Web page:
page by Bill Pagel
Review by Rick Pearl
After the third and final show of Bob Dylan's stand at Boston's Orpheum
Theatre, April 17, all I can say to folks in the Tri-State area is: if
there are any tickets available to shows in NJ, CT and NY in the next two
weeks GO GET THEM! Dylan's wrapup concert in Boston was the culmination
of one of the finest and most inspired set of shows I have seen in a
number of years.
One need only look at the set lists from these three shows and compare
them to earlier sets from this North American tour to realize that Bob has
taken his show to a whole 'nother level. In three dates, he sang 38
different songs (unofficially), with the only two repeats (twice each)
being "Highway 61 Revisited" and "All Along The Watchtower." There were
approximately 10 songs that he had not played previously this year,
including one for Sunday's finale - "I Dreamed I Saw St. Augustine" - that
quick research would indicate he hasn't performed in at least five years.
Perhaps it's the new band members, perhaps it's the realization that for
these multi-night shows in small venues there are going to be more of the
hard-core fans in attendance - whatever it is, Dylan appears to be mixing
things up more than he has in a few years. And did I mention that the
music behind the lyrics sounds great too?
The Sunday show began with the familiar "Drifter's Escape," which is
always a high-energy song to open with. But any thoughts that this would
be a standard set list were quickly dispelled. A great, C&W version of
"Love Minus Zero/No Limit" followed and hushed the crowd. Donnie Herron,
who has replaced Larry Campbell - one of my favorite band members of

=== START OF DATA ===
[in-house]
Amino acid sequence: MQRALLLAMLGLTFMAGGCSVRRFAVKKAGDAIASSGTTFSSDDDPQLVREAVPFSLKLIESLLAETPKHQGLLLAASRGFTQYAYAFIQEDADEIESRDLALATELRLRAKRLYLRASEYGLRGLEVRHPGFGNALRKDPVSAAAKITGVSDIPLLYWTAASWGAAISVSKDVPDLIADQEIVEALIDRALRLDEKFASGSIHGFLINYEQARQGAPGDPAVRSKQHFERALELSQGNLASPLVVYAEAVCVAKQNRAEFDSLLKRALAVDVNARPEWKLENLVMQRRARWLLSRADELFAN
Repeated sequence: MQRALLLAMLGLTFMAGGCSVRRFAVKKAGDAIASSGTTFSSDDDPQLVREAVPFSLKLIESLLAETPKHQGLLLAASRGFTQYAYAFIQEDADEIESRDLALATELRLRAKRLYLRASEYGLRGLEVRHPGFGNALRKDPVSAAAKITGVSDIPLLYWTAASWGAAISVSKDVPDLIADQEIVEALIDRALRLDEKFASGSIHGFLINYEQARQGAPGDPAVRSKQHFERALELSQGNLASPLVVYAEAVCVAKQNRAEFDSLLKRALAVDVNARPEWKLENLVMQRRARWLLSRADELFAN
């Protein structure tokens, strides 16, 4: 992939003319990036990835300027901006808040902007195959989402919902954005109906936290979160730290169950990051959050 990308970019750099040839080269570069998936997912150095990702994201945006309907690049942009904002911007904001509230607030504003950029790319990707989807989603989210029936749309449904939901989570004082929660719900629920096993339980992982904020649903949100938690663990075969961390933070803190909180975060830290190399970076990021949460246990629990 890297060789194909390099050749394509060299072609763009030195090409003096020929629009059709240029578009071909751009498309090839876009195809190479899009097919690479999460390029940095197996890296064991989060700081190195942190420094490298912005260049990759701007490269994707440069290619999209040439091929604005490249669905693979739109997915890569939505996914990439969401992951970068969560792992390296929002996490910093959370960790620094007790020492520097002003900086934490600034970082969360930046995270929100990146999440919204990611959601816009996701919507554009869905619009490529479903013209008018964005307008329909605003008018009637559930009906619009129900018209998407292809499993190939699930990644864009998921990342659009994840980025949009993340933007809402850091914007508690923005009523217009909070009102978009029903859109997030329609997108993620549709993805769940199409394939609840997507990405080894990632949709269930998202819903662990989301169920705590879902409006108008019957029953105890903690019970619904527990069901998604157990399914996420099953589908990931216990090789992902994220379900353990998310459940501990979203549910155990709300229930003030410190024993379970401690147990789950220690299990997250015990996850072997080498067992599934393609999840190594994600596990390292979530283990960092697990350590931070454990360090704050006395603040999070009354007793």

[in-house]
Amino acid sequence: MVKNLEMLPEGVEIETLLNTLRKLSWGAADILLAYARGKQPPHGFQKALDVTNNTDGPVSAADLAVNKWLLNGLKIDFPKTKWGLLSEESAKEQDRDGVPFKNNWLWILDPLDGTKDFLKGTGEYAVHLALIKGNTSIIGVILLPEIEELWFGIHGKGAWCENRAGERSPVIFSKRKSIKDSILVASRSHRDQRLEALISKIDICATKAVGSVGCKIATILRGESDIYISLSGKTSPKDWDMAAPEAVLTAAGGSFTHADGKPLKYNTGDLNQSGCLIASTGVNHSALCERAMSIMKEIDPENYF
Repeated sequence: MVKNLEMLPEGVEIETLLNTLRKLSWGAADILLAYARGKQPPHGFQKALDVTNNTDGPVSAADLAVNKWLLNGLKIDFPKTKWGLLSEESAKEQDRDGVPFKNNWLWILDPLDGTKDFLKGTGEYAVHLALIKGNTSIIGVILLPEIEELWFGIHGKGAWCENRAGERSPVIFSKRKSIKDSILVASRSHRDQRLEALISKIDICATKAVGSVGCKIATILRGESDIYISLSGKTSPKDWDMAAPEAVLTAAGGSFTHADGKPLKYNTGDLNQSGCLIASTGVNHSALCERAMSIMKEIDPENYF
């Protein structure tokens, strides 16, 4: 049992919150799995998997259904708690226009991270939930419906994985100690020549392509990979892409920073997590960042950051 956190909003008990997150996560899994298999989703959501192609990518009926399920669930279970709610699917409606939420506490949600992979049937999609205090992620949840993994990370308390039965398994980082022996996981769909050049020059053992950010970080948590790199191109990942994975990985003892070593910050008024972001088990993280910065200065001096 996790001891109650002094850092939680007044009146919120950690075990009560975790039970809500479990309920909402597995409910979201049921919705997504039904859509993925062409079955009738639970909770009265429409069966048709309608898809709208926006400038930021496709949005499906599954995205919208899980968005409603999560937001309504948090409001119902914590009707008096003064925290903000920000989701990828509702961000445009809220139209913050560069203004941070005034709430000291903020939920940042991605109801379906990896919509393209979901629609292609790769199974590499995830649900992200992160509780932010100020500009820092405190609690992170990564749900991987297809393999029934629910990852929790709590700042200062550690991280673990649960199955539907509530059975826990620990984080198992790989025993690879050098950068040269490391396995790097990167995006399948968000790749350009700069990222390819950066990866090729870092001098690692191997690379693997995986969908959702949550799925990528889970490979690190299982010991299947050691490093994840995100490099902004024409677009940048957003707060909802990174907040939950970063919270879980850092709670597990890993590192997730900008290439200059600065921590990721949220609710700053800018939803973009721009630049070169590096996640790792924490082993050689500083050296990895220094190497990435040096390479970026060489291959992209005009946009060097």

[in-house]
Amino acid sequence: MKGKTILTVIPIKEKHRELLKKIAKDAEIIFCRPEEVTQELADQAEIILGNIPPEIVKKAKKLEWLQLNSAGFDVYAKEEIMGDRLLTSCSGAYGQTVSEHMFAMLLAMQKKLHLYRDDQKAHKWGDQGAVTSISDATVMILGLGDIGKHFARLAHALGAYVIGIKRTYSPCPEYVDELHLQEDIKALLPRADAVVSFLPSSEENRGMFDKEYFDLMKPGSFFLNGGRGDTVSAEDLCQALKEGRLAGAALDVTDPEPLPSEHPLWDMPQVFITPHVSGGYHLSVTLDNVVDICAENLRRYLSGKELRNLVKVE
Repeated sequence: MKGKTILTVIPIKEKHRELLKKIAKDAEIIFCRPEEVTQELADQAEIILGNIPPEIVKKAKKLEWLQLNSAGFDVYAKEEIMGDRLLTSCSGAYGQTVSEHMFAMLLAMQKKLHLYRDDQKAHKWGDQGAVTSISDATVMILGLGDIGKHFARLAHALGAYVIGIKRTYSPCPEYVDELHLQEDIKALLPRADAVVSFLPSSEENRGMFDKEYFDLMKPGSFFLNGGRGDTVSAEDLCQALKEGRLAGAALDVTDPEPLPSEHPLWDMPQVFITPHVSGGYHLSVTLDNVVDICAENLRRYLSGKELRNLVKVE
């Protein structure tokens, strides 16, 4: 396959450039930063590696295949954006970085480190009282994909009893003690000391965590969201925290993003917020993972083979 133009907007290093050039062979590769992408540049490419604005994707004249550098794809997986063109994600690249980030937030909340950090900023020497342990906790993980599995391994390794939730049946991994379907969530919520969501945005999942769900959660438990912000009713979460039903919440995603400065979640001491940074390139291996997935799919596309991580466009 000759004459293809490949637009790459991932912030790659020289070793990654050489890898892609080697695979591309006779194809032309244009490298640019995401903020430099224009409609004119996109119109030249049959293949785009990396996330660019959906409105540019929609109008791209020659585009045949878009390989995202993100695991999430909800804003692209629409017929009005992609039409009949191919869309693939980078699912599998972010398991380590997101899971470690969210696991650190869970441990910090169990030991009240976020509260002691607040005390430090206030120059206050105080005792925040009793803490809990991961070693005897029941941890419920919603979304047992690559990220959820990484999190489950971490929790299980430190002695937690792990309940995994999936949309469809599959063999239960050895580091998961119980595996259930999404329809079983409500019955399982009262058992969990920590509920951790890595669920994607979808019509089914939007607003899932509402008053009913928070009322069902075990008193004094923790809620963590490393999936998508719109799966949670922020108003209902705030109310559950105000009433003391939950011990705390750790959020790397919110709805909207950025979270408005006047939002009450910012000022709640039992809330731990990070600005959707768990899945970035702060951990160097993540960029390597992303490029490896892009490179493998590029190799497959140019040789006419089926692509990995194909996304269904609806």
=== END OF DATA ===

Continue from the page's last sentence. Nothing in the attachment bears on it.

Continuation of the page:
recent years - gave the first of several fine performances on pedal steel.
Next came a charged-up version of "God Knows," which, although not from
one of the Holy Trinity of Dylan's Born-Again albums, served as (one of)
his Sunday specials. I believe this was the first time I have heard this
performed live and it was terrific. Bob then settled into a groove where
he alternated ballads with rockers. "Ring Them Bells" preceeded a rousing
"Leapord-Skin Pill-Box Hat" which was followed by "Tryin' To Get To
The regular set ended with an incredible trio of songs that underscored
just how deep Dylan's repertoire of songs truly is. First, the previously
mentioned "St. Augustine" from the "John Wesley Harding" album. As a
veteran Dylan concert goer, it's not often that I get stumped on what song
he's singing. But as I stood there trying to figure it out, I remember
thinking that this was a great piece of music. When I finally figured it
out, I was bowled over! Not only was this great, but it was pretty rare.
How many other artists can pull off something like that? Most are lucky
just to get through a standard repertoire of the same songs night after
night. Dylan sang over three dozen unique songs in three nights! As my
brother noted, the band deserves a lot of credit for their part in that
flexibility, as well. Next was "Ballad of Thin Man" - always a fan
favorite. Then, the highlight of the night - a mesmerizing, head-shaking,
how-the-hell-does-he-do-it rendition of "A Hard Rain's A-Gonna Fall" that